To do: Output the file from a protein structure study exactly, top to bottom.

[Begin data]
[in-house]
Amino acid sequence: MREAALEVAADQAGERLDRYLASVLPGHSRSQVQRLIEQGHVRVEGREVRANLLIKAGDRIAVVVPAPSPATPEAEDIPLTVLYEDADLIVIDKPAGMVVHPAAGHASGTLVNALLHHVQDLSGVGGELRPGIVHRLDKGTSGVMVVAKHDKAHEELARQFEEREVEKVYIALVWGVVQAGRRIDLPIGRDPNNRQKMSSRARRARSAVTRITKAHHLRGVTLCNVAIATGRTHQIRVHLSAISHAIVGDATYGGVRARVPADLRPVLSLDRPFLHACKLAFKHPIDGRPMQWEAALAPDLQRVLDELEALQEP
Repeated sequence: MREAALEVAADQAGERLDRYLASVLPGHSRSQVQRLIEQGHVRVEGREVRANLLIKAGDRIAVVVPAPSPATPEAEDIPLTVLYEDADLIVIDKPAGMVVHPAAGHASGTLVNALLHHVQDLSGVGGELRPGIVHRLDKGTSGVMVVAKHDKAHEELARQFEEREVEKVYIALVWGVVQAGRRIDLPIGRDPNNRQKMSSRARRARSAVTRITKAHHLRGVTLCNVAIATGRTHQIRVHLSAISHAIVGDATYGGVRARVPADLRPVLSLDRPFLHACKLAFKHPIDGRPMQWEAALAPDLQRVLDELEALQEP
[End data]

[in-house]
Amino acid sequence: MREAALEVAADQAGERLDRYLASVLPGHSRSQVQRLIEQGHVRVEGREVRANLLIKAGDRIAVVVPAPSPATPEAEDIPLTVLYEDADLIVIDKPAGMVVHPAAGHASGTLVNALLHHVQDLSGVGGELRPGIVHRLDKGTSGVMVVAKHDKAHEELARQFEEREVEKVYIALVWGVVQAGRRIDLPIGRDPNNRQKMSSRARRARSAVTRITKAHHLRGVTLCNVAIATGRTHQIRVHLSAISHAIVGDATYGGVRARVPADLRPVLSLDRPFLHACKLAFKHPIDGRPMQWEAALAPDLQRVLDELEALQEP
Repeated sequence: MREAALEVAADQAGERLDRYLASVLPGHSRSQVQRLIEQGHVRVEGREVRANLLIKAGDRIAVVVPAPSPATPEAEDIPLTVLYEDADLIVIDKPAGMVVHPAAGHASGTLVNALLHHVQDLSGVGGELRPGIVHRLDKGTSGVMVVAKHDKAHEELARQFEEREVEKVYIALVWGVVQAGRRIDLPIGRDPNNRQKMSSRARRARSAVTRITKAHHLRGVTLCNVAIATGRTHQIRVHLSAISHAIVGDATYGGVRARVPADLRPVLSLDRPFLHACKLAFKHPIDGRPMQWEAALAPDLQRVLDELEALQEP